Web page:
A Toronto sexual assault complainant known as N.S. had no inkling last year that she would ignite a nationwide debate by asking to testify wearing a niqab.
Reaction was immediate. Debate raged in the news media and the Internet, and the defendants - her cousin and uncle - argued that the complainant's truthfulness could not be gauged if her face was hidden.
On Tuesday, the Ontario Court of Appeal becomes the highest court yet to face the thorny question of whether a defendant has an absolute right to face his accuser.
If one were to try to conceive of the most effective way to humiliate and intimidate a Muslim woman from coming forward with an allegation of sexual assault, what better way than the court order that was requested in this case? Susan M. Chapman, lawyer
Some legal intervenors in the appeal argue that veils provide a convenient shield for lying witnesses. Others firmly reject the notion that facial expressions provide a reliable guide to honesty. And at least one group maintains that the act of removing an alleged rape victim's veil is laden with violent, sexual overtones.
The group, the Women's Legal Education and Action Fund, also contends that disallowing veils will drive Muslim women from the justice system.
"At its core, this case is about access to justice - particularly for Muslim women who allege sexual abuse," said Susan M. Chapman, a lawyer for LEAF. "It is about stripping away the rights of Muslim women so that they may not seek the protection of the criminal law for sexual crimes committed against them."
Ms. Chapman said the case adheres to a time-worn theme of sexual assault defendants attempting to embarrass and discourage complainants.
"If one were to try to conceive of the most effective way to humiliate and intimidate a Muslim woman from coming forward with an allegation of sexual assault, what better way than the court order that was requested in this case?" she said. "It demands that she undress in body and spirit."
At a preliminary inquiry last year, Provincial Court Judge Norris Weisman ordered the 32-year-old woman to remove her niqab so that defence counsel could assess her claims to have been molested from 1982 to 1987. The woman resisted on the basis that her religion prevents her from exposing her face to non-family members.
Judge Weisman expressed skepticism about the sincerity of her beliefs, noting that her driver's licence included a photograph of her face.
But Ms. Chapman and co-counsel Joanna Birenbaum argue that judges have no right to assess an individual's faith.
"In the current political climate of fear, distrust and heightened scrutiny of veiled Muslim women, the real task is to prevent false assumptions being made about women who wear the niqab," the LEAF lawyers said in a written brief.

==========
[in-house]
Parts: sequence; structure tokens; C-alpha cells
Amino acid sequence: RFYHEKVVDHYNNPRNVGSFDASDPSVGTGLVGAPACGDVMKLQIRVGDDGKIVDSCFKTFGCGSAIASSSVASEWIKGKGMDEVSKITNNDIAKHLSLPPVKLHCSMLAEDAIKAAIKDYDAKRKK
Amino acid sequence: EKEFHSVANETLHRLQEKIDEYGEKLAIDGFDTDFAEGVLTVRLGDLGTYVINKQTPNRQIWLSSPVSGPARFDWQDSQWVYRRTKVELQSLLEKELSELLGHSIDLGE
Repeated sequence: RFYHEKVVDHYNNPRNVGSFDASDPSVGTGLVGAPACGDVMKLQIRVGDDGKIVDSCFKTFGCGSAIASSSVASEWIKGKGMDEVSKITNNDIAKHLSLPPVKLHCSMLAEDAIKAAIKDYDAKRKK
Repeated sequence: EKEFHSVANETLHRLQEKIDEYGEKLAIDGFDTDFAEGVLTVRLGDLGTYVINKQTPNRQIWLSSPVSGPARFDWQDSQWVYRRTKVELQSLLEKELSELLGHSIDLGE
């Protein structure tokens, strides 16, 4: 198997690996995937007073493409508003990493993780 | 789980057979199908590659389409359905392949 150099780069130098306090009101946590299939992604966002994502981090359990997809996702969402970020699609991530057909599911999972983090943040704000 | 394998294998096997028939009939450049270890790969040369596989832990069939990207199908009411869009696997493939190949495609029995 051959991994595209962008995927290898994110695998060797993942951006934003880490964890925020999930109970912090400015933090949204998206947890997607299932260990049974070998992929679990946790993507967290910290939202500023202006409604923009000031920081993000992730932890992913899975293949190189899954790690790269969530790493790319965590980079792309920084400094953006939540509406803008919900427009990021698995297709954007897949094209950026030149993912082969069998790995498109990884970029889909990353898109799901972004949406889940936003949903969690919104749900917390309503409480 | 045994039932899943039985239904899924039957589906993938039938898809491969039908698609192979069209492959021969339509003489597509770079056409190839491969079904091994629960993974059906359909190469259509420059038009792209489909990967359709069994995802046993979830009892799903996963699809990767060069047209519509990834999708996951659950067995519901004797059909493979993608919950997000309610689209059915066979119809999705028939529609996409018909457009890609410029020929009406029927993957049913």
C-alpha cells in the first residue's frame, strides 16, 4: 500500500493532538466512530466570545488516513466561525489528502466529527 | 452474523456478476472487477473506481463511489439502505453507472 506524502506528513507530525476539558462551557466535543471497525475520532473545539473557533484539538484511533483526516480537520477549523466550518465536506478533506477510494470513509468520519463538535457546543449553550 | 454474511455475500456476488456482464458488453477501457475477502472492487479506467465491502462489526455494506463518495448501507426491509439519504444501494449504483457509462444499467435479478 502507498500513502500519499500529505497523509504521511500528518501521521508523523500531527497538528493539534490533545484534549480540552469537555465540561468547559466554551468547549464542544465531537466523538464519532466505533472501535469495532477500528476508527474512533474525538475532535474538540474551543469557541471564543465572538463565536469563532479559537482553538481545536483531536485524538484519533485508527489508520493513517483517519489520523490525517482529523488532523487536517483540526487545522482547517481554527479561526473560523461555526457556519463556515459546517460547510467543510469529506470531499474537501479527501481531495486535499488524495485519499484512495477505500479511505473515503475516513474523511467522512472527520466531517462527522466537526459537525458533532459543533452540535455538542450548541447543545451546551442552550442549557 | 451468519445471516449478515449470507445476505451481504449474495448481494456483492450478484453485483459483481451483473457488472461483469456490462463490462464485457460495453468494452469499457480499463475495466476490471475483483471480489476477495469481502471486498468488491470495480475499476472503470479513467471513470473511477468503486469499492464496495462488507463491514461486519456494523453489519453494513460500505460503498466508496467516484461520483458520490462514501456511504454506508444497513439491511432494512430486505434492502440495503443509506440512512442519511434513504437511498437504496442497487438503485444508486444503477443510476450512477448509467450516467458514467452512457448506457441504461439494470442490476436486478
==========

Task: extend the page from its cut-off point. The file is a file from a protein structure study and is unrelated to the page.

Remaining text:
In another brief, the Canadian Civil Liberties Association warns that denying Muslim women the right to testify while veiled could harm the search for truth.
"This is because a woman who always wears a niqab is likely to experience significant discomfort, anxiety and stress if forced to remove her niqab when testifying, and is therefore less likely to come forward and give evidence…," it said.
David Butt, a lawyer representing N.S., raised the spectre of racism. He said in a brief to the court that many of those who oppose the use of veils are "Islamophobes."
Mr. Butt condemned Judge Weisman's conclusions about N.S. as paternalistic. "Judicial approval or disapproval of [her]religious practices is unwelcome and counts for nothing," he said.
Other legal intervenors in the case warn that allowing N.S. to testify from behind a veil could set a precedent for similar claims from more obscure religious sects.
The Muslim Canadian Congress adopted a tough position against a blanket rule that permits veils. It said it is foolhardy to assume that any woman choosing to wear a veil does so wholly for religious reasons. The motives of women wishing to testify from behind a veil ought to be closely examined before a defendant's right to face his accuser is lightly thrown aside, it said.
The brief from the congress also disputes how often a veil is freely chosen by an independent woman. "The covered female face is a reminder to the wearer that she is not free, and to the observer that she is a possession," it said.
Criminal Lawyers Association counsel Frank Addario and Emma Phillips argued that, while erroneous conclusions based on a witness's demeanour have figured in many wrongful convictions, a cross-examiner nonetheless needs to observe subtle facial expressions and body language.